User experience and the modern desktop

IT leaders are often tasked with improving the user experience. Building that experience from scratch is a far less frequent request, yet one that revolutionized operations for a leading Canadian cannabis producer.

“A great deal has happened since October 2018 when Canada legalized the production, distribution, sale and possession of cannabis,” says Darryl Vleeming, Chief Information Officer for Aurora Cannabis. “Without the modern desktop, and using its tools like Microsoft 365 Apps, it wouldn’t have been possible for us to grow as a company in the way that we have.”

When Vleeming took on his role as CIO in October 2017, there were 250 employees in total and an IT department of two to manage a single server and Gmail. “That was the extent of our IT,” he says, “but at that time there was only one production facility so the need for complexity just wasn’t there.”

Thanks to a burgeoning marijuana industry, Aurora now employs 3,300 people in 24 countries and the IT department has almost as many employees as the entire company had in 2017. Such astronomical growth relies on an array of controls, systems and solutions, including production technologies, business analytics, cybersecurity and e-commerce. It also relies upon an exemplary user experience.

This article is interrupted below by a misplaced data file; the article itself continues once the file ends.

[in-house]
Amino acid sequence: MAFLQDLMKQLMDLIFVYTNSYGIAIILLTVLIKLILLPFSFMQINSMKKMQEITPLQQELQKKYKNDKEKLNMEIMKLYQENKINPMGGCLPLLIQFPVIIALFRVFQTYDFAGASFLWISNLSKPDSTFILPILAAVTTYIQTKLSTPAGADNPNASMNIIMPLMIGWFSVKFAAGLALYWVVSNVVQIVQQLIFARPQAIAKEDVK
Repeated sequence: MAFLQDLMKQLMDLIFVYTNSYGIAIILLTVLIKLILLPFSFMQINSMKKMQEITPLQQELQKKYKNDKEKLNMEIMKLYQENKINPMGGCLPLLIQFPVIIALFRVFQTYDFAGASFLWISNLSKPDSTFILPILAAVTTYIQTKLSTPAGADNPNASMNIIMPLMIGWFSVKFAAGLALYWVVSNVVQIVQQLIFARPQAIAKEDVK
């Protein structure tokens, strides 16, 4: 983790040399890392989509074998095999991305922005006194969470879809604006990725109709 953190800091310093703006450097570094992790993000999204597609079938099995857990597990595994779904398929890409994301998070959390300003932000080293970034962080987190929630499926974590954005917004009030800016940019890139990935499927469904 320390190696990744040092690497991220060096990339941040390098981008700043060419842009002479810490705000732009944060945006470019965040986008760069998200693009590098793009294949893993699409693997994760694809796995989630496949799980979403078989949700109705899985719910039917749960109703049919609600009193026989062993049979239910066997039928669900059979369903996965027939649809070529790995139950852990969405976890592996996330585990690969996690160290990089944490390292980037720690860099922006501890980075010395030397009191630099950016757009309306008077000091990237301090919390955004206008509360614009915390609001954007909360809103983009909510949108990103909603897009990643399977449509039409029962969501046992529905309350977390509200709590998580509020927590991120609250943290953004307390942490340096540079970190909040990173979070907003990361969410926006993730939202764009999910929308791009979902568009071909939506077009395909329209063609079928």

Under Vleeming’s direction, the company is 95 per cent in the cloud, with security cameras and facility control systems comprising the remaining five per cent. “With thousands of cameras in 10 production facilities, and compliance regulations requiring the retention of all footage for a year, there are substantial savings in keeping this part of the business on premise simply due to the high storage requirements,” says Vleeming.

Rather than depend on gut feelings, a business intelligence team and a data science team now leverage analytics to inform decisions around everything from what to grow and where to grow it to what to manufacture and where to promote it.

The Impact of User Experience
There’s not much mystery to the term “positive user experience,” especially when applied to a company’s IT environment, yet the criteria for this experience vary according to the nature and scope of the enterprise. Generally, however, the components of a first-rate user experience include having the tools and resources required to produce high-quality work at any time and in any location. It may sound
like a simple goal, yet it’s one that requires an operating system capable of optimizing communication and galvanizing a sense of community, even when workers are separated by thousands of kilometres.